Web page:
While it wasn't my intention to continue along the shadow theme, here I am anyway. Something I've noticed is that when I look at a scene with shadows, I'm not always cognizant of the contrast shadows cause. Like many scenarios in life, our brain adjusts certain things our eyes see.
When I saw my cat sitting in the window with her catnip squirrel, I was only vaguely aware of the shadow. It wasn't until I took the shot and looked at it on the screen that I realized how much it darkened the top portion of my cat.
So what do you do when you have a strong shadow like that? You could set your exposure for the darker portion, but in this particular shot, it would blow out the lighter areas. I did try a layer mask to balance it out a little more, but it actually looked worse. For the image below, I added an adjustment layer in which I lightened up the entire picture, bringing some of the detail back in the dark portion (although the lower area is rather pale).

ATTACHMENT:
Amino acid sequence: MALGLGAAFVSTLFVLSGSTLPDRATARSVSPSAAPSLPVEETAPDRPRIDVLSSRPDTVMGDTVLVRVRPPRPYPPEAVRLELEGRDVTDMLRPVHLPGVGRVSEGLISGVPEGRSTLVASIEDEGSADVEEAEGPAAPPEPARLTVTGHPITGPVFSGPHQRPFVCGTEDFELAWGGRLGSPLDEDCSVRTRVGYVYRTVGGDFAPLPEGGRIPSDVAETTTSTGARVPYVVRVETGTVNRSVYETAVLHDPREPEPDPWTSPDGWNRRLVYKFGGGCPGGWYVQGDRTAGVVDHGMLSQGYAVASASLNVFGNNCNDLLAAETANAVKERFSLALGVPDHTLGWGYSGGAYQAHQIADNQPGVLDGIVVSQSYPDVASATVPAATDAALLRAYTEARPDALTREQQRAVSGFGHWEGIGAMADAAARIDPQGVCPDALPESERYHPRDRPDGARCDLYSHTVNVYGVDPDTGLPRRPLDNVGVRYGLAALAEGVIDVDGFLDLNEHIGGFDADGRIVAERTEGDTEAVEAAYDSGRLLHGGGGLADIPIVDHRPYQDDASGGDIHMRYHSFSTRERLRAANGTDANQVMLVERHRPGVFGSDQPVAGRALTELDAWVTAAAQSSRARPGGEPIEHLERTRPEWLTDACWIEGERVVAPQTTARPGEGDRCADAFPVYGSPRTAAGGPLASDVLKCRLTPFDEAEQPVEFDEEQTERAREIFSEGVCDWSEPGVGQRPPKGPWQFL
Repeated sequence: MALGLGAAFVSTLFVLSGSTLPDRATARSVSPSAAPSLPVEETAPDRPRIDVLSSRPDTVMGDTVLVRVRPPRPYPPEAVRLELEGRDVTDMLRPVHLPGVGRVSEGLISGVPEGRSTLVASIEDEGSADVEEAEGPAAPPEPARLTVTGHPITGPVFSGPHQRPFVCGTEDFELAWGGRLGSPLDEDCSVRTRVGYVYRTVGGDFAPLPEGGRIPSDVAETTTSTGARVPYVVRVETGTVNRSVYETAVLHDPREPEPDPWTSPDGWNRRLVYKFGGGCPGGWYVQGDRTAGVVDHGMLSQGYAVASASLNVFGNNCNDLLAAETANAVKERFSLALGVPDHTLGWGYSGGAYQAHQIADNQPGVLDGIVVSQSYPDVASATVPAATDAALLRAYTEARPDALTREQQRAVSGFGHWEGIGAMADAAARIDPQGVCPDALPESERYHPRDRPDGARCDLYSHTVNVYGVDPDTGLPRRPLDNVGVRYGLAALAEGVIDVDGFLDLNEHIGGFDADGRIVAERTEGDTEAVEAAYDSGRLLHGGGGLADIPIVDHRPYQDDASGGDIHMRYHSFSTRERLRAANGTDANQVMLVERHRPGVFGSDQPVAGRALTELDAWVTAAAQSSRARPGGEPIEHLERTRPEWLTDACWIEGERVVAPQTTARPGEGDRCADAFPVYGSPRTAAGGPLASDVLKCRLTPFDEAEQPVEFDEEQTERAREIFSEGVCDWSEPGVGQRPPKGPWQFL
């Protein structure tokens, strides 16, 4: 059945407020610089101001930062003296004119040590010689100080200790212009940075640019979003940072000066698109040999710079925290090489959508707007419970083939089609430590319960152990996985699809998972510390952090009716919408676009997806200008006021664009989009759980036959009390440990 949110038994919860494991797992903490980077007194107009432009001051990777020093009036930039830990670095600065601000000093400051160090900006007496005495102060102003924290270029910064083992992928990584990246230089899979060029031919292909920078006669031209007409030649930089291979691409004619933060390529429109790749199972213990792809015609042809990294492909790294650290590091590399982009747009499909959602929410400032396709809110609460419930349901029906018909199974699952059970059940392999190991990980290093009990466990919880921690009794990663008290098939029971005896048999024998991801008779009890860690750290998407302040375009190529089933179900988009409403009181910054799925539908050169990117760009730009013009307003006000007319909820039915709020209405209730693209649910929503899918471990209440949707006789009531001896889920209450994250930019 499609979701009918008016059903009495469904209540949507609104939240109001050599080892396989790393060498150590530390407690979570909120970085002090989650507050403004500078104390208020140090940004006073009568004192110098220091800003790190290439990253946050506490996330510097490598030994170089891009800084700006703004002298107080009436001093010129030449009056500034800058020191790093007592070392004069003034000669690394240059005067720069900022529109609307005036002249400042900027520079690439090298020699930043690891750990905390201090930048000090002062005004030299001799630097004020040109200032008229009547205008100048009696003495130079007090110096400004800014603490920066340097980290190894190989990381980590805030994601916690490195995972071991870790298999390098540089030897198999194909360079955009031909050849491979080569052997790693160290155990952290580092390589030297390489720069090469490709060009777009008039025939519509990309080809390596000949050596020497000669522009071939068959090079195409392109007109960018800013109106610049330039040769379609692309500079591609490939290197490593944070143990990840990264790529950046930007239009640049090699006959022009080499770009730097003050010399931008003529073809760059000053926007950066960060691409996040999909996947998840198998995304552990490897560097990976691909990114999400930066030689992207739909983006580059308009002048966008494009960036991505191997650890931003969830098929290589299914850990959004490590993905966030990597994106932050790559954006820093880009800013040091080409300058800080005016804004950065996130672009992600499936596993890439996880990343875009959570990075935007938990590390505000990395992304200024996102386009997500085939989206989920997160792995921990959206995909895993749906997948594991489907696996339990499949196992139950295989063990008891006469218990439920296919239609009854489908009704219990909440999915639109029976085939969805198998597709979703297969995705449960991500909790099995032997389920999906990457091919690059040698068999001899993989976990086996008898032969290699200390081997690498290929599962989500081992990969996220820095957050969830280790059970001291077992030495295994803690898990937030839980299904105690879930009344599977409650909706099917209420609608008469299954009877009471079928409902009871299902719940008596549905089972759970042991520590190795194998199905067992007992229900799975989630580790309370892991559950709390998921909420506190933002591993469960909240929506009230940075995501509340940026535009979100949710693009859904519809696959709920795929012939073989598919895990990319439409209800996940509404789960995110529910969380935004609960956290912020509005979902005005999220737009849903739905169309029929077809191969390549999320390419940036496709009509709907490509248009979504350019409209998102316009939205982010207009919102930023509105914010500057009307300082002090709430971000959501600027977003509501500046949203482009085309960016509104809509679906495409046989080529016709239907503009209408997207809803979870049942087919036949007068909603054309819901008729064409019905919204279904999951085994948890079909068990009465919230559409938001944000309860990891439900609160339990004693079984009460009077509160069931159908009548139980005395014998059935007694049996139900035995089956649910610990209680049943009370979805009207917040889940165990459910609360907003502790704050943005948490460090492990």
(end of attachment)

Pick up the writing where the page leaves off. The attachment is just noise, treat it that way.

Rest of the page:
Another option would be shooting in RAW and making adjustments in your post processing. Because I haven't used RAW (yet), I can't tell you more than this. I could also have raised the shades to remove the shadow altogether.
The other issue with this particular shot is that the shadow formed a very distinct line that will never be entirely eliminated. Just another reason to pay attention to the lighting and make the right choices before you take the shot. The more aware you are, the better photos you'll create.